Tropical Storm Malia is on a northwesterly track and continued to move away from the Hawaiian Islands on Sept. 22 as NOAA's GOES-West satellite captured an image of the storm.
NOAA's GOES-West satellite captured an infrared image of Malia's clouds on Sept. 22 at 1500 UTC (11 a.m. EDT). NOAA's Central Pacific Hurricane Center noted that satellite imagery showed a span of 250 nautical miles between the center of circulation and the strongest thunderstorms and strongest convection (rising air that creates thunderstorms that make up a tropical cyclone). The storm appears to be stretched out and not circular in the imagery.
At 11 a.m. EDT (5 a.m. HST/1500 UTC) on Tuesday, Sept. 22, 2015, the center of Tropical Storm Malia was located near latitude 28.7 North and longitude 173.4 West. That puts the center about 295 miles (475 km) northwest of Maro Reef, and about 185 miles (295 km) north of Lisianski Island. Malia was moving toward the northwest near 14 mph (22 kph). Maximum sustained winds are near 40 mph (65 kph). The estimated minimum central pressure is 1002 millibars.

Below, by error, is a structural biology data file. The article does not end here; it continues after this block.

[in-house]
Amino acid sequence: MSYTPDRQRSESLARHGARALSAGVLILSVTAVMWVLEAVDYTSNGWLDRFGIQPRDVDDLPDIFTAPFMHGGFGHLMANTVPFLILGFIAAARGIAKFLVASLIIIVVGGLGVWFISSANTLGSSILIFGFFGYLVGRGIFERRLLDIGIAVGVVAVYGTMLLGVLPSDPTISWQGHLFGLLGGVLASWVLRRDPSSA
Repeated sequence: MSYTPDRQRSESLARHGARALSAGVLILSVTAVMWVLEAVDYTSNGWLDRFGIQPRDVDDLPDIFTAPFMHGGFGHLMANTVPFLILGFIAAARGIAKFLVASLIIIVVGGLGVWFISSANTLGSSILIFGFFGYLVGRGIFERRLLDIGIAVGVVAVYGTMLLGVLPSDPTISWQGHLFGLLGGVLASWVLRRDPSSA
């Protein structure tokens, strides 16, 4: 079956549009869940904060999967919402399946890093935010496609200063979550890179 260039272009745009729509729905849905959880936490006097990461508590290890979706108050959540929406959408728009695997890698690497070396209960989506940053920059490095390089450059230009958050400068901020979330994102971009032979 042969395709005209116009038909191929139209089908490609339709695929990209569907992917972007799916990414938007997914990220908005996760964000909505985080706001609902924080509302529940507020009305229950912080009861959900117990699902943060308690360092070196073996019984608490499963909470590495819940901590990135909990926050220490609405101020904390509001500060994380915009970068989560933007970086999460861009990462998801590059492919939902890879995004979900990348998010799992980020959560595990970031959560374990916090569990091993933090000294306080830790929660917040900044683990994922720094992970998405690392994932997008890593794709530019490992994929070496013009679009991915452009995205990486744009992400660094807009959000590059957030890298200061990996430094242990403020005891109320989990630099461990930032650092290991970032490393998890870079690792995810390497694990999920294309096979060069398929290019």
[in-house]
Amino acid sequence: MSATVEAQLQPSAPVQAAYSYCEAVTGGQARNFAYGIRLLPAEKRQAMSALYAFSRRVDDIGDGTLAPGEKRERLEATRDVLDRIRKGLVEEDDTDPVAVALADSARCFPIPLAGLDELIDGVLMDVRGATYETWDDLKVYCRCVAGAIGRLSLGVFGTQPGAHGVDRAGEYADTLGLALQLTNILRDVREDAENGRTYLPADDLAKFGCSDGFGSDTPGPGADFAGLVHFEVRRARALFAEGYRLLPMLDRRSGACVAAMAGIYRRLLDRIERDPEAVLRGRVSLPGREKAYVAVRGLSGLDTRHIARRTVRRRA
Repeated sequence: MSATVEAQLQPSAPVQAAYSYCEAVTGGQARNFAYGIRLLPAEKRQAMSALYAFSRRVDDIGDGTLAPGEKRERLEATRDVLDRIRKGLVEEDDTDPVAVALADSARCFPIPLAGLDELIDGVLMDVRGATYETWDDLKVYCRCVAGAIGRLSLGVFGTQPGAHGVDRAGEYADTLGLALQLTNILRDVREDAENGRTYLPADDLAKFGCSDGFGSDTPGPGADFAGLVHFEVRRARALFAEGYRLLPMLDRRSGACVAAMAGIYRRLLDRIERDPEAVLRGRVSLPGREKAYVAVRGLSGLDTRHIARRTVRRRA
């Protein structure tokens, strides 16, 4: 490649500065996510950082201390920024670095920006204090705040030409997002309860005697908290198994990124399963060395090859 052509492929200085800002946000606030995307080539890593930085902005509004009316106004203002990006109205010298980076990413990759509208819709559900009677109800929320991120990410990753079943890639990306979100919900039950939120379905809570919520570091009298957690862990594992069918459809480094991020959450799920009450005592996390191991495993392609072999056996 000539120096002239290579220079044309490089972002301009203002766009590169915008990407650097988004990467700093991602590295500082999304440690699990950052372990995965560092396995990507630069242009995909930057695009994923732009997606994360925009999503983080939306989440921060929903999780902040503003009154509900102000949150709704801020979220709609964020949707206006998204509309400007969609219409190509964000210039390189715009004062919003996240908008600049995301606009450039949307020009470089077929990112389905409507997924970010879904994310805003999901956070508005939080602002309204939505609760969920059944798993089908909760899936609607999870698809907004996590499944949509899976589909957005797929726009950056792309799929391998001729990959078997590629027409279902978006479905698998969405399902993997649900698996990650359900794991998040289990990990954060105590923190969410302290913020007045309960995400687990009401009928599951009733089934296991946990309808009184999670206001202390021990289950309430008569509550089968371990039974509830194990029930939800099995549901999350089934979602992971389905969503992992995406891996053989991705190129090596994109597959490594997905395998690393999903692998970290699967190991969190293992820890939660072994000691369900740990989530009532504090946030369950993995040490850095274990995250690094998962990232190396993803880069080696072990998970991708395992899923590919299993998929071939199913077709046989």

On Sept. 22, Malia was causing dangerous sea and surf conditions across the northwestern Hawaiian Islands from Maro Reef to French Frigate Shoals. In addition, Malia is bringing heavy rainfall and thunderstorms to portions of the northwestern Hawaiian Islands during the morning hours on Sept. 22 (local time) mainly from Maro Reef to French Frigate Shoals. NOAA's Central Pacific Hurricane Center (CPHC) noted that additional rainfall of 1 to 3 inches is expected.
For updated forecasts from CPHC, visit: http://www.
Malia is expected to strengthen as it transitions into an extratropical gale low later today into early Thursday, Sept. 24. Malia is forecast to move in a northwesterly direction over open waters.